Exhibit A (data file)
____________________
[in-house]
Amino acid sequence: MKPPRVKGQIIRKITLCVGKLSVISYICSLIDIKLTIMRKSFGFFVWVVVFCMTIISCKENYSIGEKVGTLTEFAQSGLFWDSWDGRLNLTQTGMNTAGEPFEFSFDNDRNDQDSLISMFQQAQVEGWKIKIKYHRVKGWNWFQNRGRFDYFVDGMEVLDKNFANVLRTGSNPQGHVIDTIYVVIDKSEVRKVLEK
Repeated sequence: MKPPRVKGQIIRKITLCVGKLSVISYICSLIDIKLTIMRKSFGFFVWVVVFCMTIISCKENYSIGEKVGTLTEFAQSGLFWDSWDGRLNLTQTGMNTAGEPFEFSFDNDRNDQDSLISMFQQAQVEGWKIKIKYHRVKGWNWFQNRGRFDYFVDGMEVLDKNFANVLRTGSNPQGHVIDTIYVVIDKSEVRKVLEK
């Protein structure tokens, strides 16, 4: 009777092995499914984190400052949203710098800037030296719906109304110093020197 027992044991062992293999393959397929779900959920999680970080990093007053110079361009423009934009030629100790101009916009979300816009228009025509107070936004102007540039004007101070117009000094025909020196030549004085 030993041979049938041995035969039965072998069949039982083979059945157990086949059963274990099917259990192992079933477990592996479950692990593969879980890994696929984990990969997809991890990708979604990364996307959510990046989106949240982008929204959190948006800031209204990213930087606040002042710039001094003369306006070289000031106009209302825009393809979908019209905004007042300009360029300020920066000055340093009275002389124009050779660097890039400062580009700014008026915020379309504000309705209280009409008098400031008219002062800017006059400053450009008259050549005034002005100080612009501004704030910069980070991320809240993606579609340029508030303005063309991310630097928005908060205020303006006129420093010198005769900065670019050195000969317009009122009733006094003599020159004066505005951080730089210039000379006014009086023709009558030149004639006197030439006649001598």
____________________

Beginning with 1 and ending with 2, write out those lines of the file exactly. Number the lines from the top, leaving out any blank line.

[in-house]
Amino acid sequence: MKPPRVKGQIIRKITLCVGKLSVISYICSLIDIKLTIMRKSFGFFVWVVVFCMTIISCKENYSIGEKVGTLTEFAQSGLFWDSWDGRLNLTQTGMNTAGEPFEFSFDNDRNDQDSLISMFQQAQVEGWKIKIKYHRVKGWNWFQNRGRFDYFVDGMEVLDKNFANVLRTGSNPQGHVIDTIYVVIDKSEVRKVLEK